Getting the download link through email is temporarily not available. Please check back later.
To get the free app, enter your mobile phone number.
Touched with Fire: Manic-Depressive Illness and the Artistic Temperament Paperback – October 18, 1996
Frequently Bought Together
Customers Who Bought This Item Also Bought
From Publishers Weekly
Copyright 1996 Reed Business Information, Inc.
Top Customer Reviews
Next...Jamison makes an excellent case for the link between bipolar disorder and creativity. The methodology she uses tends to be dependent upon case studies of particular artists and the information available from their own writings as well as their family backgrounds and family lineage. It is a well-known fact that many of the psychiatric disorders have both a genetic and an environmental component. Jamison obviously is learned enough and has enough background in neuroscience and psychiatry, to be able to tie the information often gleaned separately in these fields, together in a more comprehensive whole. No, Jamison does not prove beyond a shadow of a doubt the concept that many writers/artists are plagued by bipolararity...but she sure makes a heck of a case for the previously surmised existence of a link!Read more ›
Want to know more about what psychological researchers have been discovering about this long-acknowledged link since the Prozac Revolution? Kay Redfield Jamison, a psychologist at Johns Hopkins, presents as "evidence" a series of recent statistical studies of creative men and women that reveal a definite relationship between the long-ellusive and hard-to-diagnose illness and the personality traits researchers suspect are inherent in successful creative activity. While that's not anything particularly new or groundbreaking--the dry opening chapters are perhaps a little too technical for the information Jamison seeks to convey to a general audience--"Touched With Fire" may help to dispel some of the confusion among "normal" family members and friends who are often too quick to label the artists and writers among them as "messed up" or "weird" or "skitzy.Read more ›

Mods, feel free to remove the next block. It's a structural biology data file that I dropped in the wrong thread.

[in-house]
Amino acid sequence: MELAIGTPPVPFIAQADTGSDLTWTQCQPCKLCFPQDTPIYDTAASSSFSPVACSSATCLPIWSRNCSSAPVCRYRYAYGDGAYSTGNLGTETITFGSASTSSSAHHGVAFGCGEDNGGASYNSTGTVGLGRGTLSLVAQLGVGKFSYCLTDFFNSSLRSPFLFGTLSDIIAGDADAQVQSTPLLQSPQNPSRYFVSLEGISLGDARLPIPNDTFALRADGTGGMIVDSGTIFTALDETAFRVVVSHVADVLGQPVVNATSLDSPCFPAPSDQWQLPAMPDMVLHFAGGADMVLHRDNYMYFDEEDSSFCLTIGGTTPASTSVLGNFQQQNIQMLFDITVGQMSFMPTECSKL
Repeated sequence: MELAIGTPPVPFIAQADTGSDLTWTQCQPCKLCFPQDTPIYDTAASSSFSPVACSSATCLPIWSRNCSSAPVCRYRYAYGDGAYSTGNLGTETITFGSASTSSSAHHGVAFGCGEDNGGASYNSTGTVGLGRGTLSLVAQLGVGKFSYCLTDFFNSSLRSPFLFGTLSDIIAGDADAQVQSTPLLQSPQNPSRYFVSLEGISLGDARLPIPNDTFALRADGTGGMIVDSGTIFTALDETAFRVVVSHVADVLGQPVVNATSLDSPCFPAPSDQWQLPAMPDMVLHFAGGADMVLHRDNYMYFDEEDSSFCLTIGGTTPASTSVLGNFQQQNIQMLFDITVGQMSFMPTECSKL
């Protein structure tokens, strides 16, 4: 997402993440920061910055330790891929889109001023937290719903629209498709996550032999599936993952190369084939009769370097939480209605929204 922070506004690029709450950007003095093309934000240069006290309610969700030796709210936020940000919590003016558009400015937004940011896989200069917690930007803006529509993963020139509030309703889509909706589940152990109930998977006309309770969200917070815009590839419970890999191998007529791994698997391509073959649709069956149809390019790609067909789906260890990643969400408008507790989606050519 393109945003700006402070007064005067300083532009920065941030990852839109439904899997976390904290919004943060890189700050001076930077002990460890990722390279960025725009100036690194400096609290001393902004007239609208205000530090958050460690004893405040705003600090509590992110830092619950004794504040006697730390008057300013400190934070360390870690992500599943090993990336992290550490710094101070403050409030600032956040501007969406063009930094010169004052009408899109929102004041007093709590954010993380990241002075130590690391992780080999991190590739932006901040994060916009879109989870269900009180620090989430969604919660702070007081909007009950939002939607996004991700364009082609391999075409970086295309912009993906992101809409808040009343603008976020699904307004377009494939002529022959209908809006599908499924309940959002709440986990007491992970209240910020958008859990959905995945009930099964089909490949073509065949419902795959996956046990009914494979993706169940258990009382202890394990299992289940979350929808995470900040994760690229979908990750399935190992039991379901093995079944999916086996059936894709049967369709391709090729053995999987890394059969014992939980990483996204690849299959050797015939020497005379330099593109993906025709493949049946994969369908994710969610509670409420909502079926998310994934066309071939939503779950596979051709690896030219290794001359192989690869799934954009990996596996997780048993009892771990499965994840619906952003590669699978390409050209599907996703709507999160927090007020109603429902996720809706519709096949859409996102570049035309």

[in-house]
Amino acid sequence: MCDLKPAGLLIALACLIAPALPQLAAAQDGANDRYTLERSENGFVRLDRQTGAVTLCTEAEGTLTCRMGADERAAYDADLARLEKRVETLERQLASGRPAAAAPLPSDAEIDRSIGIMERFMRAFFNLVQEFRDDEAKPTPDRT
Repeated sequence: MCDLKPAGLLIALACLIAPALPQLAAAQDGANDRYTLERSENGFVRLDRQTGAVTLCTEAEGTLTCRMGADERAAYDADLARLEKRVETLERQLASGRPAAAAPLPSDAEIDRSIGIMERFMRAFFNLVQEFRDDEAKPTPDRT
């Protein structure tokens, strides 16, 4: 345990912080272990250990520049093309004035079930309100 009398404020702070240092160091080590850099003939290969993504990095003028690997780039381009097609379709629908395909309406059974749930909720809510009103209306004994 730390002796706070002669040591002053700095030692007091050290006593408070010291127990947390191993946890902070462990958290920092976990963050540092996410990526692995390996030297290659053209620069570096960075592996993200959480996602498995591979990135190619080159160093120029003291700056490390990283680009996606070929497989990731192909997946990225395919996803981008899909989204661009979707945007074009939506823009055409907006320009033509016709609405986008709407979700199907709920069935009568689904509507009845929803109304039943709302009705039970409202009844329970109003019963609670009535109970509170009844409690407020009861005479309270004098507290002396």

Most Recent Customer Reviews
This is a great read expressing reference to the great artist and genius minds of people with manic-depressive illness. Read morePublished 1 month ago by silencenomore
Another amazing book by Kay Redfield. The fine line between genius and insanity. Is it biological? Kay Renfield shows evidence of family trees of multiple "mad genius". Read morePublished 2 months ago by R.Bellessa
I HAVEN''T STARTED BOOK MORE THAN A COUPLE OF CHAPTERS. KNEW IT WOULD BE AN INTERESTING READ BECAUSE OF THE
AUTHOR'S PREVIOUS BOOK I HAD READ. IT IS GOOD.
Note: This review was originally written to address "Born Under Saturn - The Character and Conduct of Artists: A Documented History from Antiquity to the French Revolution"... Read morePublished 3 months ago by Avid